Q: Schema Therapy & Bipolar Disorder
I am interested in the use of schema therapy for BP. I see it was designed to
treat personality disorders but I remember from your website that you mention
the similarities between the two. I am wondering what your thoughts are about
it's use and effectiveness in BP individuals.
Dear Sam --
"Schema therapy" is a variation of cognitive therapy, I
think most experts would accept. The focus is on not just "automatic thoughts",
as it is in cognitive therapy, but rather on a deeper level, sort of the next
layer down, namely the schema that lies behind the automatic thoughts. What is
the worldview that leads to one's characteristic ways of thinking about
emotional issues? That in some respects is an even better target than one's
automatic thoughts themselves. It is more fundamental. For people with
"personality disorders" (a term I much dislike, as at minimum it suggests a
remarkable hubris on the part of psychiatry: "you have a personality disorder",
whereas we are completely normal and therefore in a position to judge you), this
therapy presumes that their schema will be very powerful and slanted in some way
to produce the characteristic thoughts and behaviors of the condition.
In bipolar disorder, one might presume that there is no such underlying "slant"
that needs attention in this way. At least it is not the fundamental basis of
the problem, as would be the presumption in schema therapy for personality
disorders. Therefore, in theory this therapy is not "on target" for bipolar
disorder patients. They would be better off with a cognitive therapy which has
been designed with the characteristic thoughts of bipolar disorder patients in
mind, as it has been done by two independent research groups at least (their
treatment manuals are available on my website on the page about
Psychotherapy for Bipolar Disorders, near the bottom of that page).
Nevertheless, one could surmise that many patients with bipolar disorder do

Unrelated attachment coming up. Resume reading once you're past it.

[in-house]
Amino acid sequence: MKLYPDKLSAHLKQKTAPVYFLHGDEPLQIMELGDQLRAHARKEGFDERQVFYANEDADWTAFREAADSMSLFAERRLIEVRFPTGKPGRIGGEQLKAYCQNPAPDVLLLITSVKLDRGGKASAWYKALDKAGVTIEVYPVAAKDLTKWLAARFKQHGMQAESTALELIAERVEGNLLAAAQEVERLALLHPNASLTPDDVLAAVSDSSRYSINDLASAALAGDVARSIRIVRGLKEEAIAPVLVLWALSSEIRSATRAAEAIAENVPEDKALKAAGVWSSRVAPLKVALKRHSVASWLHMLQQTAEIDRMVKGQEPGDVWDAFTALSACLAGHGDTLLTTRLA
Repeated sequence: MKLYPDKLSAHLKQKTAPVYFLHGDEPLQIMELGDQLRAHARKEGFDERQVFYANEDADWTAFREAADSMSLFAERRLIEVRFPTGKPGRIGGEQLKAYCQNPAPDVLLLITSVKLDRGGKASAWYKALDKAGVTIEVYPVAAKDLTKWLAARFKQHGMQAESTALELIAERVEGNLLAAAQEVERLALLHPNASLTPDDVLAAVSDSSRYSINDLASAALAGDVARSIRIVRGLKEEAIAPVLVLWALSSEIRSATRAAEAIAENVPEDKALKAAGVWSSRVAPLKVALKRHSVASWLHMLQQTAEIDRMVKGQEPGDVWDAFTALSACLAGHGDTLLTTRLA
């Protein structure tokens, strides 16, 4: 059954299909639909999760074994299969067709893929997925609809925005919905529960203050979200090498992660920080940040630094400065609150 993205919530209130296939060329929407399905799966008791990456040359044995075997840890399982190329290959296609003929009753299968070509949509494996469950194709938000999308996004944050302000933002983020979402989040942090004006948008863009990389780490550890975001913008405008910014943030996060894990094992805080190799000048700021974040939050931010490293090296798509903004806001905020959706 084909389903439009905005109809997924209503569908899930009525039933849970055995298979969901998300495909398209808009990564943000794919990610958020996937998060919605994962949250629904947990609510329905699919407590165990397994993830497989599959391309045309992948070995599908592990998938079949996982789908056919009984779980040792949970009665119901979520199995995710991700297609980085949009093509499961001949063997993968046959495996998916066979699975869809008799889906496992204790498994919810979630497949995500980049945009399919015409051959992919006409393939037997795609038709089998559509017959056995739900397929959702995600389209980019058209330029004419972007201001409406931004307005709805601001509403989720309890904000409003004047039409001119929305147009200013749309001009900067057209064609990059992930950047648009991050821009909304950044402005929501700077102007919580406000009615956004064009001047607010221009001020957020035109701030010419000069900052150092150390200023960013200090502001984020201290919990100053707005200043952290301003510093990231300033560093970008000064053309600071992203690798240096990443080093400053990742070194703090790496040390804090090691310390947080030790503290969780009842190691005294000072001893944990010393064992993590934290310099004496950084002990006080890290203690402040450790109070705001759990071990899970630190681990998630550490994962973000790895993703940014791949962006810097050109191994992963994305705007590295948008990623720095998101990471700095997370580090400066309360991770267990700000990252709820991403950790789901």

indeed have some sort of underlying "slant" in their ways of viewing the world,
perhaps belonging to them originally, or perhaps generated by their experiences
due to their illness. For example, paranoia might be a particularly common such
slant as quite a few people with bipolar disorder lean somewhat in that
direction: they have very intense thinking around figuring out the causes of
things, and can at times take more negative interpretations of their causal
assumptions such that they see other people as somehow meaning them harm. To my
knowledge, no one has ever tried to target that kind of thinking, that "schema",
as part of treatment of bipolar disorder; but it might be quite appropriate in
some people. On the other hand, sometimes that way of seeing the world is
actually tied to the mood/energy cycling these people experience. In other
words, it is not really a schema in the same sense, not something that is always
there. Instead, this is more of a temporary schema which comes and goes with
shifts in mood. In that case, such therapy might be rather a wasted effort; it
might be a lot simpler to target the mood symptoms more directly, and stop the
cycling, and then the need for such therapy would be moot.
All that said, I am sure that there are people with bipolar disorder who would
benefit from a schema-focused therapy, just as many people who have neither
bipolar disorder nor a "personality disorder" might. There: have I landed on
nearly all the possible squares? I hope that is more useful than confusing.
Published July, 2007